Florida Attracts Extra Northerners – The New York Instances

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Florida Attracts More Northerners - The New York Times

When the coronavirus shutdown began in March, Vanessa Antonelli and Jordan Epstein of Manalapan, N.J., rented a home in Orlando for a 10-day hiatus with their 5-year-old daughter and 9-year-old son.

"We were quarantined and stayed for three months," said Ms. Antonelli, 38, an interior designer. “The pandemic has led us to reassess our way of life. It gave us time to think. "

In June they bought a home in Boca Raton despite refusing to move away from their close-knit New Jersey family. This new development is planned like a country club without golf.

And you are not alone.

New contracts for single-family homes and condominiums in five counties on Florida's south and central-west coasts continued to rise – after doubling in July, according to an August report by Douglas Elliman. In Palm Beach County, new single-family and condominium contracts were well above last year’s levels. The number of single-family contracts rose 268 percent to over $ 1 million. In Miami-Dade, Pinellas and Hillsborough counties, much of the annual profit came from higher prices. Realtors say many of those moving to Florida are from northern cities.

For those on the fence, the pandemic "forced the issue, recognition of benefits not previously fully appreciated," and accelerated migration from high-tax areas like New York, Chicago, Boston and California to the Sunshine State said Jonathan Miller, president of Miller Samuel, the real estate appraisal and accounting firm that produced the report.

The sale at Boca Bridges, the development where Ms. Antonelli and Mr. Epstein bought a house, was brisk. As of May 1, usually off-season Florida real estate, 102 homes have sold there for an average of $ 1.7 million, said Jill DiDonna, senior vice president of sales and marketing at GL Homes, the developer. When the church is ready it will have 504 houses.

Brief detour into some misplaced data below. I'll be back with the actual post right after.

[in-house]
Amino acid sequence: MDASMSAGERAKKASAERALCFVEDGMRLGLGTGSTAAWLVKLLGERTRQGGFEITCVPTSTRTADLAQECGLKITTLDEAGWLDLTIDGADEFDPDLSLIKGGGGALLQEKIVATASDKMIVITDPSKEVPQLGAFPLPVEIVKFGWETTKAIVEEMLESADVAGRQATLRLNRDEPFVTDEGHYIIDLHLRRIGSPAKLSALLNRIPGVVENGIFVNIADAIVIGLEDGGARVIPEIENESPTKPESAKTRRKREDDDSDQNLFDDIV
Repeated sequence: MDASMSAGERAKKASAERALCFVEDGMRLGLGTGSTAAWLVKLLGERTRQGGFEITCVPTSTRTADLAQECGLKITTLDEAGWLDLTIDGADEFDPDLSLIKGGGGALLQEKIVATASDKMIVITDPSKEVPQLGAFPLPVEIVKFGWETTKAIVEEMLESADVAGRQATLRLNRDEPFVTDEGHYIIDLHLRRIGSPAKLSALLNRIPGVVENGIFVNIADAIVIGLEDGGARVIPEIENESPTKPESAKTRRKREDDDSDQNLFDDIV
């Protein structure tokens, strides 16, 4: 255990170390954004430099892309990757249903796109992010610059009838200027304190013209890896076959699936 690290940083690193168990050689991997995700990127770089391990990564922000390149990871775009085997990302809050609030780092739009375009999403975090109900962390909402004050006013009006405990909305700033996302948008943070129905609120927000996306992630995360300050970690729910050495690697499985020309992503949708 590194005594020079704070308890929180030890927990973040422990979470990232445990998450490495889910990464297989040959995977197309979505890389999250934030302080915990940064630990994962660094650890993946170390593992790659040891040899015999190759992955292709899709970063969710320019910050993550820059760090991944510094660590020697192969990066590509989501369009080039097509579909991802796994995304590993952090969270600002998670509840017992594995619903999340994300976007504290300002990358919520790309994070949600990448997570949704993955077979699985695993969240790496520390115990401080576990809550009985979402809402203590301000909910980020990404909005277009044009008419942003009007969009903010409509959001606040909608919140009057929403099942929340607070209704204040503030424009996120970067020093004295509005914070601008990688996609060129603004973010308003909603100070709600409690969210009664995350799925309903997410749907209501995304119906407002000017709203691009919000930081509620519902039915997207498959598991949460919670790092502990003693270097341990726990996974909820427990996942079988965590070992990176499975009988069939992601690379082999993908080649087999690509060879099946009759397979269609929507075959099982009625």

"We saw unprecedented demand from across the country, but certainly from New York, New Jersey and Connecticut," said Ms. DiDonna. Buyers were looking for home offices, larger kitchens for more in-home dining, home gyms, and private pools. "The customer's changing product needs, as well as the desire to escape urban areas and tax breaks, created the perfect storm."

Florida residents pay no state income or estate taxes and receive tax exemptions of up to $ 50,000 for a primary residence and a 3 percent annual limit on home valuations, Ms. DiDonna said. According to worldpopulationreview.com, the state's population grew by around 343,000 to around 22 million last year.

Ms. Antonelli said she viewed the Florida lack of state income taxes as "a free gift with purchase." Even with a $ 800 homeowner club fee to cover lawn and sprinkler services and the clubhouse, "Florida life wouldn't get any more expensive for us," she said. She and her husband bought a five-bedroom, 5,900-square-meter “Veneto” model on “dream property” with a lake view for $ 1.4 million, 20 percent for a pool and other upgrades.

Ms. Antonelli and her family have temporarily moved to New Jersey, but plan to move to Florida this coming June if school is down and will rent a house there until their new home is ready in spring 2022. "Many of us the final decisions will depend on how everything goes with this school year and Covid in New Jersey," Ms. Antonelli said.

Florida has long been a favorite destination for northerners who have run out of taxes and cold weather. The appeal rose when the Tax Cuts and Jobs Act of 2017 limited the total amount of state and local taxes that can be deducted on a federal income tax return to $ 10,000.

Despite a surge in coronavirus cases in Florida earlier this summer, the pandemic has increased the state's pull. Demand on the wealthier end of the market has increased. "Tampa and St. Pete are equally active in South Florida's major markets," said Jay Phillip Parker, executive director of Douglas Ellimans Florida Brokerage, with multi-million dollar sales in Snowball's Palm Beach and Miami.